Within ambit of the Convention

To come within Article 14, the case must fall within the scope of another Convention right. The parties here did not dispute that as a taxation case it fell within the scope of Article 1 of Protocol 1 (A1P1) on possession of property [75].

Associative discrimiation

Disability was clearly an “other status” within Article 14 [76]. 

Here the applicant’s child rather than the applicant himself had the disability. However the words “other status” had generally been given a wide meaning in the court’s case law, and their interpretation had not been limited to characteristics which are personal in the sense that they are innate or inherent. Article 14 of the Convention also covered instances where an individual is treated less favourably on the basis of another person’s status or protected characteristics. Therefore the alleged discriminatory treatment of the applicant on account of the disability of his child, with whom he has close personal links and for whom he provides care, was a form of disability-based discrimination covered by Article 14 of the Convention. [77-79]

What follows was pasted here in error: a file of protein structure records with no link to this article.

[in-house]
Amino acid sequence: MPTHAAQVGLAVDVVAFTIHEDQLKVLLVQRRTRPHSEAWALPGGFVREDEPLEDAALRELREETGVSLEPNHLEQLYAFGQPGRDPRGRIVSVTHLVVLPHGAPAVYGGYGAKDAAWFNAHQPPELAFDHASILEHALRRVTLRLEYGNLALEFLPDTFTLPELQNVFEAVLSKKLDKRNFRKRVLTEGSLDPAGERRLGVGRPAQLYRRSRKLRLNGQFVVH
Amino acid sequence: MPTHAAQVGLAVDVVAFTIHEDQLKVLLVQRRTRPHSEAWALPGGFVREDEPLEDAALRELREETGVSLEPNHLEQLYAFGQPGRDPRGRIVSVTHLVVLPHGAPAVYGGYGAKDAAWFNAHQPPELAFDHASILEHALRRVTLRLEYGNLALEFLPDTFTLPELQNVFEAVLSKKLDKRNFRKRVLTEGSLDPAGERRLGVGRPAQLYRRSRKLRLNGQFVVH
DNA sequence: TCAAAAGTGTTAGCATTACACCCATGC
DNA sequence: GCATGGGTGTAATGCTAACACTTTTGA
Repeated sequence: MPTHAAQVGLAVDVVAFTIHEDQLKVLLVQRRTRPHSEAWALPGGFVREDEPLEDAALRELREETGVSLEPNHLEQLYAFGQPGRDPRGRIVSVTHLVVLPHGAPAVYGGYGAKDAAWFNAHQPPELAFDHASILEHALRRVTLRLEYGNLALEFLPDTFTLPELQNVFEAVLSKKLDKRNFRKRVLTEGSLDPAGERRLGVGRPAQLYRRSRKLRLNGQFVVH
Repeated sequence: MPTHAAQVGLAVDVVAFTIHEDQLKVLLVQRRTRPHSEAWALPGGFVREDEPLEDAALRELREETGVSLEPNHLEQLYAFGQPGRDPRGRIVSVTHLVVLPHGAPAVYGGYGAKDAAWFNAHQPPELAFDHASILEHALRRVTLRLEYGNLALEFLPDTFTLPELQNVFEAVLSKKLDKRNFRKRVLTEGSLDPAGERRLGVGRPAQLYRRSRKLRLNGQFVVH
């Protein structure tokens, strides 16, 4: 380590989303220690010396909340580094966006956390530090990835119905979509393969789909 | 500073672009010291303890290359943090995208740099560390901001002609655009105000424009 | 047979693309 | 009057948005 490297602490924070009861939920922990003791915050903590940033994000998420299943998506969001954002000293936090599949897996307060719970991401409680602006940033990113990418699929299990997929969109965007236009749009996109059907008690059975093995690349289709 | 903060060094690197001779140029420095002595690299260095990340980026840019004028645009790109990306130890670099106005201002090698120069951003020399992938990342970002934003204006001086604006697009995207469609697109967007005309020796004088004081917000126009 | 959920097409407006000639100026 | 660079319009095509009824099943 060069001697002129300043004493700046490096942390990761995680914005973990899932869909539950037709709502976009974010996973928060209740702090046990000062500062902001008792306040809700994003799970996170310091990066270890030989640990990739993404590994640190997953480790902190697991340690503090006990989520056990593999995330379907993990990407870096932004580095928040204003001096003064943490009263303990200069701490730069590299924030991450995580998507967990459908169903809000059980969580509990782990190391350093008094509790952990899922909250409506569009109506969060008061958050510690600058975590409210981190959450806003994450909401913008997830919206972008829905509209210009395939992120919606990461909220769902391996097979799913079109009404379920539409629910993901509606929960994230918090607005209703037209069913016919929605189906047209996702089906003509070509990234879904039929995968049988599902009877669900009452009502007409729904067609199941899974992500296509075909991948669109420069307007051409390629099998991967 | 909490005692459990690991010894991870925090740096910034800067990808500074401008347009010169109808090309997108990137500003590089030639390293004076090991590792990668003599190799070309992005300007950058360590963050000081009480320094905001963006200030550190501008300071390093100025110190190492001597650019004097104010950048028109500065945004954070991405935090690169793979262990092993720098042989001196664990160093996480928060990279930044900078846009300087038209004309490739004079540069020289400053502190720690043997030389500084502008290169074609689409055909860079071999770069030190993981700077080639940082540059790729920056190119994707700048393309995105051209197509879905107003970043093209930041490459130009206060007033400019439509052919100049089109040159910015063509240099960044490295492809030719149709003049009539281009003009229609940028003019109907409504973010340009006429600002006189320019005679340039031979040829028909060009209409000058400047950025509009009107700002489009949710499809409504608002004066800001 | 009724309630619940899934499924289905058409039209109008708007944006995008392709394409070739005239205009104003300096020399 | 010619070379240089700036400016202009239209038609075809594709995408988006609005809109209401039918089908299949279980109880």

[See Disability under Article 14 European Convention>‘Discrimination by association’ – if someone else has the disability.]

Difference in treatment

The court also held there was a difference of treatment between persons in relevantly similar positions, or a failure to treat differently persons in relevantly different situations. By seeking to replace the flat with a house adapted to the needs of his family, the applicant was in a comparable position to any other person who was replacing a flat or a house by buying another real property equipped with, in the words of the relevant domestic tax legislation, basic infrastructure and technical accommodation requirements. The domestic authorities failed to recognise the factual specificity of the applicant’s situation with regard to these. [80-87]

Justification in this case

The court held the discrimination was not justified. It was not a case where the domestic legislation left no room for an individual evaluation of his tax exemption request – the issue was that the manner in which the legislation was applied in practice failed to sufficiently accommodate the requirements of the specific aspects of his case. The court also rejected an argument that the exemption was refused because of his financial situation. [88-100]